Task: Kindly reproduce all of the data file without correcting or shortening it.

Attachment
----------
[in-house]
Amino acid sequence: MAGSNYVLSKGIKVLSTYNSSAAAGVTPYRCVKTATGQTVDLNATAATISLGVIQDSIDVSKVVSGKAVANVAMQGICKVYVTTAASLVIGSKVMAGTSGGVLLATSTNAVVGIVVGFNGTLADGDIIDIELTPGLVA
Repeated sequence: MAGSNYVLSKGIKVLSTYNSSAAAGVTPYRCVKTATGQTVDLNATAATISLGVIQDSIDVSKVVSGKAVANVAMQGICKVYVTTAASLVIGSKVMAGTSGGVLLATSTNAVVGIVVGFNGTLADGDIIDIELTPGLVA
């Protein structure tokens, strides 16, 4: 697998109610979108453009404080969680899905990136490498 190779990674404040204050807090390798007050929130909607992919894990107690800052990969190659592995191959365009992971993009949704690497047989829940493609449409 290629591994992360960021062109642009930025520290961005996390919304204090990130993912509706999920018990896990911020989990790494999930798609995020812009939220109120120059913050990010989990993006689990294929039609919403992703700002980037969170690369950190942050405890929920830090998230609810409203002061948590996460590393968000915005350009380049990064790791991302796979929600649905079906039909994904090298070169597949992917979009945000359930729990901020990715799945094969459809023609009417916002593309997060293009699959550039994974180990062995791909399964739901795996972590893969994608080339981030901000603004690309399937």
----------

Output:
[in-house]
Amino acid sequence: MAGSNYVLSKGIKVLSTYNSSAAAGVTPYRCVKTATGQTVDLNATAATISLGVIQDSIDVSKVVSGKAVANVAMQGICKVYVTTAASLVIGSKVMAGTSGGVLLATSTNAVVGIVVGFNGTLADGDIIDIELTPGLVA
Repeated sequence: MAGSNYVLSKGIKVLSTYNSSAAAGVTPYRCVKTATGQTVDLNATAATISLGVIQDSIDVSKVVSGKAVANVAMQGICKVYVTTAASLVIGSKVMAGTSGGVLLATSTNAVVGIVVGFNGTLADGDIIDIELTPGLVA
């Protein structure tokens, strides 16, 4: 697998109610979108453009404080969680899905990136490498 190779990674404040204050807090390798007050929130909607992919894990107690800052990969190659592995191959365009992971993009949704690497047989829940493609449409 290629591994992360960021062109642009930025520290961005996390919304204090990130993912509706999920018990896990911020989990790494999930798609995020812009939220109120120059913050990010989990993006689990294929039609919403992703700002980037969170690369950190942050405890929920830090998230609810409203002061948590996460590393968000915005350009380049990064790791991302796979929600649905079906039909994904090298070169597949992917979009945000359930729990901020990715799945094969459809023609009417916002593309997060293009699959550039994974180990062995791909399964739901795996972590893969994608080339981030901000603004690309399937």